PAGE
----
Skip to comments.In German Birthplace of Reformation, a Revival of Interest
Posted on 06/22/2009 7:49:08 PM PDT by aussiemom
WITTENBERG, Germany -- Martin Luther, a renegade monk, triggered the Reformation here five centuries ago . . .
Today, fewer than one in five people identify themselves as Christian . . .
" . . . east Germany is perhaps the most atheistic region in the world" . . .
The Lutheran Church-Missouri Synod, the second-largest Lutheran body in the United States, has bought a building next to the old Town Church, where Luther used to preach . . . plans to start a congregation . . .
"In east Germany, you actually have to go up to people and tell them who Jesus was . . . They say, 'Oh yes, Christ. Didn't he have something to do with Luther?' " . . .
(Excerpt) Read more at washingtonpost.com ...
Aye, her Presiding Bishop and the President of the Lutheran World Federation are one and the same.
Bringing the Word back to where some of my people came from.
Ping to read later
Was in Wittenberg in 1983, Was in the Wartburg Castle, also the Schloskirche where the 95 theses were posted and
where he is buried.
Was in the house in Eisleben where Luther was born.
Eisenach, was in Erfurt where he was ordained a priest
and where the Augustinian monastery is that he entered
and other interesting areas in East Germany.
Excet for a few historical churches including St. Thomas in Leipzig where Bach was orgaiist and choir master and where he is buried. Was able to see this.
almost all Lutheran Churches when I was there were locked shut by the Communists.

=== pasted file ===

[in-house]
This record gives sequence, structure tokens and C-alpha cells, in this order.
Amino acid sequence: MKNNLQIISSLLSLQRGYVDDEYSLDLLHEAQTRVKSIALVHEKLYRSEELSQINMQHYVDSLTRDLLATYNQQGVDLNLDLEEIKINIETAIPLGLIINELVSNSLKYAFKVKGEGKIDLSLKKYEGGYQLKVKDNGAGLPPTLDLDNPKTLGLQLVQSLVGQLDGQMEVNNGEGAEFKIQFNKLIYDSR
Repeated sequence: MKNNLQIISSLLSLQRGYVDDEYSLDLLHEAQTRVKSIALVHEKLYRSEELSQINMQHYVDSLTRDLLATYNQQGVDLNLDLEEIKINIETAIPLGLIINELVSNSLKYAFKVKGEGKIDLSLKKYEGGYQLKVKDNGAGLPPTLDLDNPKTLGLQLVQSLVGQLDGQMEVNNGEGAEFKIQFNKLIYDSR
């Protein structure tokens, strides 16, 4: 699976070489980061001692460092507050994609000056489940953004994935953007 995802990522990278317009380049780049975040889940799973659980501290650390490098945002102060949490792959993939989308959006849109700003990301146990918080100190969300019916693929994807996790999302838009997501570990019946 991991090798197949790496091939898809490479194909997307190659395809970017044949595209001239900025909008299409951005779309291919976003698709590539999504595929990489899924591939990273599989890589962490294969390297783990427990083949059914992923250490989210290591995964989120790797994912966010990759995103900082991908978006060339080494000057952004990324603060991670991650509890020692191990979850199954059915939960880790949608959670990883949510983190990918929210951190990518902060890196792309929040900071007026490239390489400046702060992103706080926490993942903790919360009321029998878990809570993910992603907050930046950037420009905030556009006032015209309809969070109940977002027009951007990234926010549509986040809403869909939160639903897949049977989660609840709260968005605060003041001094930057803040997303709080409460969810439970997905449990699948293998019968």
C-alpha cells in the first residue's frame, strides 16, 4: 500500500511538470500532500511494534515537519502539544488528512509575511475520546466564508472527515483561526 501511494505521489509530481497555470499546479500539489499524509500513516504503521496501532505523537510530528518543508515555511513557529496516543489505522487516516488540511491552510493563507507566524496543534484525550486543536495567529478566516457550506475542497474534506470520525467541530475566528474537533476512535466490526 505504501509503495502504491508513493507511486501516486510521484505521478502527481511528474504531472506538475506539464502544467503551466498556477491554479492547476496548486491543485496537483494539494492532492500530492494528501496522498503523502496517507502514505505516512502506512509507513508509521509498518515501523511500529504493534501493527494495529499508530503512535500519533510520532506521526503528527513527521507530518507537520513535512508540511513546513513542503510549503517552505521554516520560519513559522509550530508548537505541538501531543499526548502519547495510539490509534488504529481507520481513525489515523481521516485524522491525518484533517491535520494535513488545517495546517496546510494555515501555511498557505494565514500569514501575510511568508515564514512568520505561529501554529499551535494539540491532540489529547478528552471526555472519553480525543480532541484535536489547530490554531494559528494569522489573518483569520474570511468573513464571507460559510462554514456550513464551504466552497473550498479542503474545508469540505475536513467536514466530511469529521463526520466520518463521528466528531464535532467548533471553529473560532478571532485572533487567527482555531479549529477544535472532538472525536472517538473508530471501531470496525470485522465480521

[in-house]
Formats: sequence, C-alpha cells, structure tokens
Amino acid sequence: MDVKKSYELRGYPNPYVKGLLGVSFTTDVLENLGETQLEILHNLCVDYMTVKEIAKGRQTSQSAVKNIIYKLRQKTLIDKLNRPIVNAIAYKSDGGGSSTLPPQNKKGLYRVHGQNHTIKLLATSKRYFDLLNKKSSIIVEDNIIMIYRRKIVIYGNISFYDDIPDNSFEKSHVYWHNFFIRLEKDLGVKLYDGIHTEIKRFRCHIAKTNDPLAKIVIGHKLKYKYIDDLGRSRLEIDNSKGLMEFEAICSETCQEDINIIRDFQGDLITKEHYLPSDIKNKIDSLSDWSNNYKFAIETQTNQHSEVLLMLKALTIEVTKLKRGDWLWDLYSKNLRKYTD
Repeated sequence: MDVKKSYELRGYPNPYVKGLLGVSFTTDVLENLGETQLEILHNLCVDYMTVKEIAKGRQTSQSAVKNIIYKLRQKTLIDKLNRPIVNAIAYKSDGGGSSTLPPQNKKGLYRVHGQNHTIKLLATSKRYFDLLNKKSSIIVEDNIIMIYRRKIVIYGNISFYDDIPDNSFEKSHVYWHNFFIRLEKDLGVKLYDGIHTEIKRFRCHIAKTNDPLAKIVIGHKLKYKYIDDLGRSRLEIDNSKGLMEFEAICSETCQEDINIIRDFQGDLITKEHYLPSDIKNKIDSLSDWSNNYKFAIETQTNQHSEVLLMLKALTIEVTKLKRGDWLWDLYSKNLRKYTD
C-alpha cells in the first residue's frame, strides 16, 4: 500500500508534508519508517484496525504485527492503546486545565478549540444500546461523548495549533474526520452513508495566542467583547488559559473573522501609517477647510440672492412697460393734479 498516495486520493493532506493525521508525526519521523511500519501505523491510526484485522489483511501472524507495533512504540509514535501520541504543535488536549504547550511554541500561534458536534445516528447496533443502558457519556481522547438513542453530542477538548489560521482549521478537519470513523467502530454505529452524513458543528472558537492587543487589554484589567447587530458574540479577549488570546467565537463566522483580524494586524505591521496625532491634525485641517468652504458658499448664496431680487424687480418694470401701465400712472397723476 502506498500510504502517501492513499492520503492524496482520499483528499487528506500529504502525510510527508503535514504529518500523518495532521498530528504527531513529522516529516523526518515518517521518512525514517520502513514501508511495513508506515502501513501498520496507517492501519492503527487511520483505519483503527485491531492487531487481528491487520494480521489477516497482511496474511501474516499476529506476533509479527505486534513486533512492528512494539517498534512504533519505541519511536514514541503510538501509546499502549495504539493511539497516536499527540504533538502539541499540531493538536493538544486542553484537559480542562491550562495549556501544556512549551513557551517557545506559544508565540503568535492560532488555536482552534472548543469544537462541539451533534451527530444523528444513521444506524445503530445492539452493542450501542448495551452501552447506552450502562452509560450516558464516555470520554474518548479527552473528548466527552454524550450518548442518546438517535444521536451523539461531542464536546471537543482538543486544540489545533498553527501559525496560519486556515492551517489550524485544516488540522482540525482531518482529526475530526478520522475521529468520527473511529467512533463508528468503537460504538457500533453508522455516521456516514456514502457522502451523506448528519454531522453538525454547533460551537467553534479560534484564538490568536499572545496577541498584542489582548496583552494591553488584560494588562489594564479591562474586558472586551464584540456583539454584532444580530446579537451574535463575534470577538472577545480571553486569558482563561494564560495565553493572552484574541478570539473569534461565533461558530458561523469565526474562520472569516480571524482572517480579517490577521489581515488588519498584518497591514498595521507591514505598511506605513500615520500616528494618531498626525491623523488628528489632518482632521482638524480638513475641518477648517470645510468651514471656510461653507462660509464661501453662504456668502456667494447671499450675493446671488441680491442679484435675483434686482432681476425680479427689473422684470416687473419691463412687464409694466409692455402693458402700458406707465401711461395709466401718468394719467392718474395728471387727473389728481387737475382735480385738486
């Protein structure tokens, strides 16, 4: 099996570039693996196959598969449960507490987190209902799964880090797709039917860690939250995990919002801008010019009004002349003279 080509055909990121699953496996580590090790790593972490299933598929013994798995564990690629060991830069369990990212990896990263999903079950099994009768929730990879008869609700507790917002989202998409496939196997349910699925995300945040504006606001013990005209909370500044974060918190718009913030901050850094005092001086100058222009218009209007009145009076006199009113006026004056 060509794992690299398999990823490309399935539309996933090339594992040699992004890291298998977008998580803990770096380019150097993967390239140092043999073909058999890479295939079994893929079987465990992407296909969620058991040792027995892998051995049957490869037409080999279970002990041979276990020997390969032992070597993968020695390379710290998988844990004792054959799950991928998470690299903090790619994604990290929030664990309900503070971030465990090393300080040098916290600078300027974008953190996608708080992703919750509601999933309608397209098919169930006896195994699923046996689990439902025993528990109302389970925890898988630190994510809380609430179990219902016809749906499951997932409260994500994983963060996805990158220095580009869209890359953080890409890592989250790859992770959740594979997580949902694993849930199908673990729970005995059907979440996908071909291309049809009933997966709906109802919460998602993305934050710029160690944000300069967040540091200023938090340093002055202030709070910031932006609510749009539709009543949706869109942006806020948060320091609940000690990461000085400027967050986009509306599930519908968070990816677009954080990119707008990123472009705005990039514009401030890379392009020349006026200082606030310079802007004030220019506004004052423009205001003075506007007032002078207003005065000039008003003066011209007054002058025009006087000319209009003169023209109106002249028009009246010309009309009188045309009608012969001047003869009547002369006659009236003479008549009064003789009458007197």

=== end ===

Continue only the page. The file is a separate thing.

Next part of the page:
Communism and secularism created an atheistic country second only to Hungary in suicides and alcoholism. Welcome to the most atheistic country in Europe. This is a prime example of the affects of atheism, secularism, and communism. They only make people’s lives wretched. Wake up America! This could very easily happen to us if the National Socialist Party (aka Democratic Party) continues to rule. We are not that far from going down the very same road as Saxony.
What’s odd is that next door, in Poland, the Communist period saw the flourishing of underground Christianity and the emergence of one of the most influential Popes of the century.
My theory would be that the Poles have a long history of taking comfort in the Church when their independence is taken away, whereas East Germans (Saxons, Prussians,Pomeranians, Thuingians) have a long history of obeying the State more or less blindly.
I spent the summers of '04, '05, & '06 in Lutherstadt Wittenberg (the official name), as part of seminary study on the Reformation.
I've also been to all the places you mentioned, as well as a few more. The good news is the churches are NOT all locked up any more. The bad news is that communism did its work, and a majority of people in the East are atheists still--hence the churches tend to be empty.
The article hits the nail on the head though as to what Wittenberg is like. Unlike most American tourist types, my stays were all over 3 weeks....and you get to know a place a bit for that period of time.
Tonight for example....a Monday, you'll find the bars in Wittenberg full up to Midnight and beyond--and not for tourists--typically packed a lot of high school age types--as the drinking age is 16 (and not strictly enforced...). Now that the nitrogen plant is closed (so no more polution--a very good thing) unemployment is something over 20%. Wittenberg's people today are a sad and very lost group.
All of Germany today is a huge mission field--full of people with empty lives....wide open to the Gospel.
“Bringing the Word back to where some of my people came from.”
I had lunch with an American protestant missionary that has spent most of his time in India for the last 30 years. He said that people in India are so receptive of the Gospel that in 25 years Indian Christian missionaries will be here, re-evangelizing America.
That’s impressive. There are already people from foreign countries that early missionaries evangelized that are coming here now to evangelize US.
It is already happening.
There are Korean missionaries here in my area.